Tomato vines are quite needy, and you need to get their growth conditions right.

From their temperature to nutrients, everything must be done correctly.

Make sure that you get rid of pests immediately after you see them, as tomatoes tend to attract many types of pests.

4. Peas

green peas in the vegetable garden
  • Scientific name: Pisum sativum (garden pea)
  • Height: 3-8 feet
  • Preferred USDA zone: 3-11

Just like beans, peas are super easy to grow, and they do not need a lot of fertilizer, as they have some microbes to aid them with taking nitrogen from the air in their roots.

In a few months, peas will give you sweet seeds that you can use in your soups and salads.

To grow peas, provide a pole or trellis. Growing peas on the ground is not recommended because crawlers take up more space and are prone to pest attacks.

The point is that you can grow peas with ease.

5. Malabar Spinach

Malabar spinach growing on a trellis in front of a fence in the garden
  • Scientific name: Basella alba
  • Height: Up to 10 feet
  • Preferred USDA zone: 7-10

Here’s the leafy green that you need for that soup. This beautiful plant is very popular in Africa and Asia where it adds extra flavor to soups and stews.

Malabar spinach is also a vigorous plant that you can grow without giving it much attention.

This is a warmth-loving plant, so you need to grow it in a greenhouse if you live in a cold region.

Pruning your Malabar spinach plants can help them appear bushier and induces leaf growth, so remember to prune them often.

6. Melons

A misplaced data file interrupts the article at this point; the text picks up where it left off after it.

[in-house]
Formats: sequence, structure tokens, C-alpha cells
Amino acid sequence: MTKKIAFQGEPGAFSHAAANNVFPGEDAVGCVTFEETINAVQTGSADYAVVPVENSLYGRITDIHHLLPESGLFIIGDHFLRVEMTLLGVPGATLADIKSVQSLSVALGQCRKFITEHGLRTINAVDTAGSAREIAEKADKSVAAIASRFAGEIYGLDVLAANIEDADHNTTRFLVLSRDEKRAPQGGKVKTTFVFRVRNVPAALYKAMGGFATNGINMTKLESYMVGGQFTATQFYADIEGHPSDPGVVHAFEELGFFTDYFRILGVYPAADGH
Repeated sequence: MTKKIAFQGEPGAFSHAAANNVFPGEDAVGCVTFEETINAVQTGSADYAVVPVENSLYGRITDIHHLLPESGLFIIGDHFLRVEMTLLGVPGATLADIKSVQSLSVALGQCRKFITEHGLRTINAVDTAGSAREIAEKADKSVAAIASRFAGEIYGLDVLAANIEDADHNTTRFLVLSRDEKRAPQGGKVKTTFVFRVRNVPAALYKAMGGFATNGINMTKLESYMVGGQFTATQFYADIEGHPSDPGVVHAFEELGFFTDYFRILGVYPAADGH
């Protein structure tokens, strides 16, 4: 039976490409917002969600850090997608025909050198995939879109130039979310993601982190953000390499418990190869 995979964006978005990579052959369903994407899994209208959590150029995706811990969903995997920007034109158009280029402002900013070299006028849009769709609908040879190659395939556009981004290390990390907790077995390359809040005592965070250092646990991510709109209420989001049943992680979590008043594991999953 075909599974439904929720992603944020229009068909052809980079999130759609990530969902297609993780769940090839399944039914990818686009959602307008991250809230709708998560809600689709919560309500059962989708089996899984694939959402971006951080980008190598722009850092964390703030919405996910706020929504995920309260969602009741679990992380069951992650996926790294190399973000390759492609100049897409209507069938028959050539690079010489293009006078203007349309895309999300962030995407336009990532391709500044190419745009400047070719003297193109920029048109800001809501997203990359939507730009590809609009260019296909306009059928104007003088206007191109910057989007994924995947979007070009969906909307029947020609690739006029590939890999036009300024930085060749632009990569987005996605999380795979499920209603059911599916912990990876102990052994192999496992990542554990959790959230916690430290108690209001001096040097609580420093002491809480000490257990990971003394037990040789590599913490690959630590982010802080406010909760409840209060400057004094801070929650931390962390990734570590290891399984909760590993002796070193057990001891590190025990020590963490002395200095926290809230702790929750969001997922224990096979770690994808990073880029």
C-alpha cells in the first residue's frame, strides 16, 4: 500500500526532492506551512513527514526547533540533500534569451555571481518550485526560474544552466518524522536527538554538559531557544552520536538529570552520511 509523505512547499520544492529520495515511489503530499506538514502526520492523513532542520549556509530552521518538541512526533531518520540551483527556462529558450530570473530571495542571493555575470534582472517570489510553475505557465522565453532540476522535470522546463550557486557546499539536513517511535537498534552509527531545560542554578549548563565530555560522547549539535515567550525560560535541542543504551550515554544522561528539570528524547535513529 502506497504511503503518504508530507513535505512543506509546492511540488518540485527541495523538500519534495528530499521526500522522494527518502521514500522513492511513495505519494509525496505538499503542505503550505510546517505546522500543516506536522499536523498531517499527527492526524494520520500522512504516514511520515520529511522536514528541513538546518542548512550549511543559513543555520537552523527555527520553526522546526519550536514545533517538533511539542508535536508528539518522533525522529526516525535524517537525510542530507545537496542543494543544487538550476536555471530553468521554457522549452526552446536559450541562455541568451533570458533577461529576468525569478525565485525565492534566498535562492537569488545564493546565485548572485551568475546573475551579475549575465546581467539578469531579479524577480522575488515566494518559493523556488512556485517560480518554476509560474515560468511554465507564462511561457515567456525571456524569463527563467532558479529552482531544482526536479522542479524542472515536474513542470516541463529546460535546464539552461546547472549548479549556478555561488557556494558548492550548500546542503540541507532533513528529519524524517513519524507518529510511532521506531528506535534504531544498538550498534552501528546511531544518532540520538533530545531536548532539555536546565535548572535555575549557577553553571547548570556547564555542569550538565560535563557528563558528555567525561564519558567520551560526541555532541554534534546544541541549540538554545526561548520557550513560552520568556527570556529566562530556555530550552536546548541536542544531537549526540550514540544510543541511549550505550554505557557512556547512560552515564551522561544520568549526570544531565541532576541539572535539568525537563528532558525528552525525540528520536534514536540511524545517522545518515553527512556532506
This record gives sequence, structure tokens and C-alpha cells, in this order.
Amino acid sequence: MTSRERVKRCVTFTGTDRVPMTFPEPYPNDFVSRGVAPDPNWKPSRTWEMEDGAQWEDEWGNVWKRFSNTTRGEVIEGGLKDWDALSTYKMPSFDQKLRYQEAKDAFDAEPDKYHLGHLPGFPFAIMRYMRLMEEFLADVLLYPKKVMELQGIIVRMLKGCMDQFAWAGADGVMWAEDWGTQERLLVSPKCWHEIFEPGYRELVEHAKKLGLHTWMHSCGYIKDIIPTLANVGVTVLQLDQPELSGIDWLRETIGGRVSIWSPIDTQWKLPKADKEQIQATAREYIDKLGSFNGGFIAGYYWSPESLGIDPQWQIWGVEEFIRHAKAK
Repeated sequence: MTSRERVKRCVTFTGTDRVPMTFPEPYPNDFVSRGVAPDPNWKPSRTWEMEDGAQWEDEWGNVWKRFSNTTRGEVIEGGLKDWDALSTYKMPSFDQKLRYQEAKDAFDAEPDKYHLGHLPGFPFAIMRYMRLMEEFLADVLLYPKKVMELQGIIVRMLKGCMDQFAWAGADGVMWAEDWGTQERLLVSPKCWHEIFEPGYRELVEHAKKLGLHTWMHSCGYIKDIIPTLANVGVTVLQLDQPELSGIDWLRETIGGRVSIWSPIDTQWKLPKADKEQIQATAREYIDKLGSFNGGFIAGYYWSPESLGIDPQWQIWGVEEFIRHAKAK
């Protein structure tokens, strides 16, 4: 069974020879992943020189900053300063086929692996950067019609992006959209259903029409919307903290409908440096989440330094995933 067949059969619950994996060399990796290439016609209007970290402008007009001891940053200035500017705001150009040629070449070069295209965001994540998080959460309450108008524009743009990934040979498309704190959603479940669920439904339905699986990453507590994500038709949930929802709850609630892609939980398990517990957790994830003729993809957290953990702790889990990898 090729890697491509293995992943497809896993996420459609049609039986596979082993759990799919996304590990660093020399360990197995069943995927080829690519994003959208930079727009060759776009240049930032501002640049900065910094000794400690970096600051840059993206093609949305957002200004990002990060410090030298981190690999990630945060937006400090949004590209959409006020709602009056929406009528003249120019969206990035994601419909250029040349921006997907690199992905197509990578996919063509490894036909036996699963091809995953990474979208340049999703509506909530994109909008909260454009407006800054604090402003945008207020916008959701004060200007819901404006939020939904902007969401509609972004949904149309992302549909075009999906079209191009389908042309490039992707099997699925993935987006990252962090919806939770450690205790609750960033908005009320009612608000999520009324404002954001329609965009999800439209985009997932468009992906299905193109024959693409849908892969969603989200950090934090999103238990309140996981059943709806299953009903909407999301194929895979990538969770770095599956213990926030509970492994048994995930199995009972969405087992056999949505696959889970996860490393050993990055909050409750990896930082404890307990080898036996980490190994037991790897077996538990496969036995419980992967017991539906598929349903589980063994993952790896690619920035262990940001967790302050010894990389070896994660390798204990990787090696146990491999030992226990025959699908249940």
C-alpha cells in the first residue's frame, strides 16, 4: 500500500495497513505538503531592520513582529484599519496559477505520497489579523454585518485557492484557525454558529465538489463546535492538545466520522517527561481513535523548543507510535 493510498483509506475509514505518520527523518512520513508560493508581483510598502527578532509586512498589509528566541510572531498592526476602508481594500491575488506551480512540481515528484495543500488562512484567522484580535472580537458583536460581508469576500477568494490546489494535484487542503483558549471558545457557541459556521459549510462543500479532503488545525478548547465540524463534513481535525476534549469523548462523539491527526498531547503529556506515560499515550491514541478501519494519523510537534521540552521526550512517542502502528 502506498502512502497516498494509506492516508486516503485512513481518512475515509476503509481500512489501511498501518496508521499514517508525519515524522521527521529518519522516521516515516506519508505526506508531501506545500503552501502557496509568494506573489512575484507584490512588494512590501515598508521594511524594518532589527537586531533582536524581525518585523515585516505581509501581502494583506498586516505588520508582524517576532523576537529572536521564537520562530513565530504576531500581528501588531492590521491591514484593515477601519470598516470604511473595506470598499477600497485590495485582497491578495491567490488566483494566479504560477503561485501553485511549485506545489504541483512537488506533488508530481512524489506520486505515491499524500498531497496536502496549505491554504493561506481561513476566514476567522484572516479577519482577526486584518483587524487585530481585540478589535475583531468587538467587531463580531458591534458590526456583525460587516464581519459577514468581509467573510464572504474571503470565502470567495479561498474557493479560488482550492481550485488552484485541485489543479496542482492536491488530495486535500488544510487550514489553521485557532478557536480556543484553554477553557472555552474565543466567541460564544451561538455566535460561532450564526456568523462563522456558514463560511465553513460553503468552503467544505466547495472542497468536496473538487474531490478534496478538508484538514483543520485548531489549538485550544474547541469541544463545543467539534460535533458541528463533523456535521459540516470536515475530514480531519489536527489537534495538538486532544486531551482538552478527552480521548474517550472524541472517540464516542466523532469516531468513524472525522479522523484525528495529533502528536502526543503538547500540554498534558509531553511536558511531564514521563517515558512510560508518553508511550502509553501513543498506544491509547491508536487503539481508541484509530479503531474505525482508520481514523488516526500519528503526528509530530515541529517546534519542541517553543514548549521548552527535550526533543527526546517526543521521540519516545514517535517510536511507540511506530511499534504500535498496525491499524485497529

growing fresh melon in greenhouse farm
  • Scientific name: Cucumis melo
  • Height: 6-8 feet
  • Preferred USDA zone: 4-10

There are many types of melons. Each variety will give you sweet, nutrient-filled fruits all along their vining plants.

The fruit of most melons is water-rich and has protein-rich seeds that you can use for different purposes.

Melons grow fast and will take over smaller spaces quickly; they will run along the ground or over structures. However, you will get more yield (fruit) when the leaves of your melons are closer to the sun.

Just remember to mist them regularly with water on hot days (in the morning or evening) so that they can stay hydrated.

7. Chayote

Chayote on wooden trellis ready to harvest
  • Scientific name: Sechium edule
  • Height: Up to 50 feet
  • Preferred USDA zone: 7-10

Here’s a particular type of gourd that you can grow almost anywhere. Like every other type of gourd, chayote plants are climbers and are easy to grow so long as you get their temperature needs right.